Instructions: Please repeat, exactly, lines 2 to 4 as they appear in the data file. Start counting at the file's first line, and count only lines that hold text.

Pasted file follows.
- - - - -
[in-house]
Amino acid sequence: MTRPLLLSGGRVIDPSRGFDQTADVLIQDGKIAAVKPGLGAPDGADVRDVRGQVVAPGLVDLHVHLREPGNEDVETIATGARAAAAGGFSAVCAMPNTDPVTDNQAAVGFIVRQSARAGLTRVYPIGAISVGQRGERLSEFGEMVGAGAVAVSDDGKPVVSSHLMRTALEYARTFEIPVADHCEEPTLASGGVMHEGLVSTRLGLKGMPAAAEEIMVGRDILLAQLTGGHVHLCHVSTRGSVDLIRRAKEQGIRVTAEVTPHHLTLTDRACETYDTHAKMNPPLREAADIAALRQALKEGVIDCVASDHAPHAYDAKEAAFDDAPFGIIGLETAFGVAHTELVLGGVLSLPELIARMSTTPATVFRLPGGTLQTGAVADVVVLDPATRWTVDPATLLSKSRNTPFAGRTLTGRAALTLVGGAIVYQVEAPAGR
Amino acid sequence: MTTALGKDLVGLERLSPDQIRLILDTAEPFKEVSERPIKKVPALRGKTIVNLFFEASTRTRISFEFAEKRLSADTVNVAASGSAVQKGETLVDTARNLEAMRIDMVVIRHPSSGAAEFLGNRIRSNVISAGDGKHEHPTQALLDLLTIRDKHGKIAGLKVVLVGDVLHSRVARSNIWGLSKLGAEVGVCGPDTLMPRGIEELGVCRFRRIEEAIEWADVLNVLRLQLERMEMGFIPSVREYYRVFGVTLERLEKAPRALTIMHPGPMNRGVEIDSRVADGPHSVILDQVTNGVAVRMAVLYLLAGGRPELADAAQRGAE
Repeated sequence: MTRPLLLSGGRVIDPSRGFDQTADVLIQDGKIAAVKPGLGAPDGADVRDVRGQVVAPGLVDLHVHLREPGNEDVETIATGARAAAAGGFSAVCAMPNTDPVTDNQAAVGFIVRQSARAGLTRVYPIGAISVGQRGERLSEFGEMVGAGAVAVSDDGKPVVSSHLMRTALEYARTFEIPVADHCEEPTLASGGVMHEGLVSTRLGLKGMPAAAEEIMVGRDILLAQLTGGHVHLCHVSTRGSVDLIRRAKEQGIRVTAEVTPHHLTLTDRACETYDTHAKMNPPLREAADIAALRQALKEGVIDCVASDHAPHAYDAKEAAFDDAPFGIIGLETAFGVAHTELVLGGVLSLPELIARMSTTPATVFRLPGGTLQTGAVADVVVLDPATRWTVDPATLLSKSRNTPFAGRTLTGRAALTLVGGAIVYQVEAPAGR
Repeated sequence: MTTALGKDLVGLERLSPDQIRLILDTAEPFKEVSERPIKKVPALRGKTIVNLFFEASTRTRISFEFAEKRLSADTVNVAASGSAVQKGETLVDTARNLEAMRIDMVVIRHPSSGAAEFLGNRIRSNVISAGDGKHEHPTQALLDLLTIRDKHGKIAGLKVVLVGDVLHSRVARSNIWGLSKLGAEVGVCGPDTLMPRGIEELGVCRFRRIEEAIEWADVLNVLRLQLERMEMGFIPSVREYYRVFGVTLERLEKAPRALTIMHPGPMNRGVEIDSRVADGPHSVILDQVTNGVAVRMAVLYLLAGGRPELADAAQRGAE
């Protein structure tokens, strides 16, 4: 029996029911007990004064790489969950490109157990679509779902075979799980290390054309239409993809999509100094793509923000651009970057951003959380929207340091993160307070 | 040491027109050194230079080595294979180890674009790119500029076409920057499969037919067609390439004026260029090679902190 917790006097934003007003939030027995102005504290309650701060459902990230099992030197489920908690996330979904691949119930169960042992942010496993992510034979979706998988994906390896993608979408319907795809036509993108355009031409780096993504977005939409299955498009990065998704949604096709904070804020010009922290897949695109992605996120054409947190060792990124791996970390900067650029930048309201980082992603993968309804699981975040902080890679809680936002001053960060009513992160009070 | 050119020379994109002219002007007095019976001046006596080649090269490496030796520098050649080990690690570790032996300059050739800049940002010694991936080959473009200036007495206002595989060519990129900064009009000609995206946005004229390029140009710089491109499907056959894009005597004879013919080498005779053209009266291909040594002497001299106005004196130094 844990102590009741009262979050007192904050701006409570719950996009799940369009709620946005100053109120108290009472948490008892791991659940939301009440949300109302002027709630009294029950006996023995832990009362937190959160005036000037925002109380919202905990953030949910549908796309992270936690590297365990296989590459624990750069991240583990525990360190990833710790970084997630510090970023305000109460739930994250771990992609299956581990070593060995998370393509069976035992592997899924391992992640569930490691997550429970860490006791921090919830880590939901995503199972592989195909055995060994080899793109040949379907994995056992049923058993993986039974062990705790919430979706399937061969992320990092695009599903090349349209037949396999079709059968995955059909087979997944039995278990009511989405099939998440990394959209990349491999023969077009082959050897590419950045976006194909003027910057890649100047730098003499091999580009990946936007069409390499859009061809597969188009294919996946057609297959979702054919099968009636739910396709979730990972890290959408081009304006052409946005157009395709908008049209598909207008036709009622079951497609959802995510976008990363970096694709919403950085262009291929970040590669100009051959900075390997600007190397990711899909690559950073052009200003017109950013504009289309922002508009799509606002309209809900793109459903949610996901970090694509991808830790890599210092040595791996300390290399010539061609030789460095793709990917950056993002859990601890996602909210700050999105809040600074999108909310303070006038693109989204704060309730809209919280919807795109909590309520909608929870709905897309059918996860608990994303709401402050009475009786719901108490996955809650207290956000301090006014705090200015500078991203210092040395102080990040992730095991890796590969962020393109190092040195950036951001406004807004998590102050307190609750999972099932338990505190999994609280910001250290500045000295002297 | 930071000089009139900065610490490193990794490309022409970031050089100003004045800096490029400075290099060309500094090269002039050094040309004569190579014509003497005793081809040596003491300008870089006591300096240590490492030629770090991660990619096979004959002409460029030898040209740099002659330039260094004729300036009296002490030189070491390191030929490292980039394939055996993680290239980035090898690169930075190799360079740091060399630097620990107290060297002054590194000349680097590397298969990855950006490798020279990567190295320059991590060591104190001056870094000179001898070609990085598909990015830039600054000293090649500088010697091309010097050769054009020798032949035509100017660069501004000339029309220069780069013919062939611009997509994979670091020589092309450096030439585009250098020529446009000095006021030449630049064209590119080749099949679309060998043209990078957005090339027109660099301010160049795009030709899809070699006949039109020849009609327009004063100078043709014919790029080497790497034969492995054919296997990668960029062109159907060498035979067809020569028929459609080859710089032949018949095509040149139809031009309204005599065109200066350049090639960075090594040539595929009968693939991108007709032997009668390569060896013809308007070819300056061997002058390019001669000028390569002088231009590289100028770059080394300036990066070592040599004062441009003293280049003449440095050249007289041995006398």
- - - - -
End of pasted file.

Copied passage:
Amino acid sequence: MTRPLLLSGGRVIDPSRGFDQTADVLIQDGKIAAVKPGLGAPDGADVRDVRGQVVAPGLVDLHVHLREPGNEDVETIATGARAAAAGGFSAVCAMPNTDPVTDNQAAVGFIVRQSARAGLTRVYPIGAISVGQRGERLSEFGEMVGAGAVAVSDDGKPVVSSHLMRTALEYARTFEIPVADHCEEPTLASGGVMHEGLVSTRLGLKGMPAAAEEIMVGRDILLAQLTGGHVHLCHVSTRGSVDLIRRAKEQGIRVTAEVTPHHLTLTDRACETYDTHAKMNPPLREAADIAALRQALKEGVIDCVASDHAPHAYDAKEAAFDDAPFGIIGLETAFGVAHTELVLGGVLSLPELIARMSTTPATVFRLPGGTLQTGAVADVVVLDPATRWTVDPATLLSKSRNTPFAGRTLTGRAALTLVGGAIVYQVEAPAGR
Amino acid sequence: MTTALGKDLVGLERLSPDQIRLILDTAEPFKEVSERPIKKVPALRGKTIVNLFFEASTRTRISFEFAEKRLSADTVNVAASGSAVQKGETLVDTARNLEAMRIDMVVIRHPSSGAAEFLGNRIRSNVISAGDGKHEHPTQALLDLLTIRDKHGKIAGLKVVLVGDVLHSRVARSNIWGLSKLGAEVGVCGPDTLMPRGIEELGVCRFRRIEEAIEWADVLNVLRLQLERMEMGFIPSVREYYRVFGVTLERLEKAPRALTIMHPGPMNRGVEIDSRVADGPHSVILDQVTNGVAVRMAVLYLLAGGRPELADAAQRGAE
Repeated sequence: MTRPLLLSGGRVIDPSRGFDQTADVLIQDGKIAAVKPGLGAPDGADVRDVRGQVVAPGLVDLHVHLREPGNEDVETIATGARAAAAGGFSAVCAMPNTDPVTDNQAAVGFIVRQSARAGLTRVYPIGAISVGQRGERLSEFGEMVGAGAVAVSDDGKPVVSSHLMRTALEYARTFEIPVADHCEEPTLASGGVMHEGLVSTRLGLKGMPAAAEEIMVGRDILLAQLTGGHVHLCHVSTRGSVDLIRRAKEQGIRVTAEVTPHHLTLTDRACETYDTHAKMNPPLREAADIAALRQALKEGVIDCVASDHAPHAYDAKEAAFDDAPFGIIGLETAFGVAHTELVLGGVLSLPELIARMSTTPATVFRLPGGTLQTGAVADVVVLDPATRWTVDPATLLSKSRNTPFAGRTLTGRAALTLVGGAIVYQVEAPAGR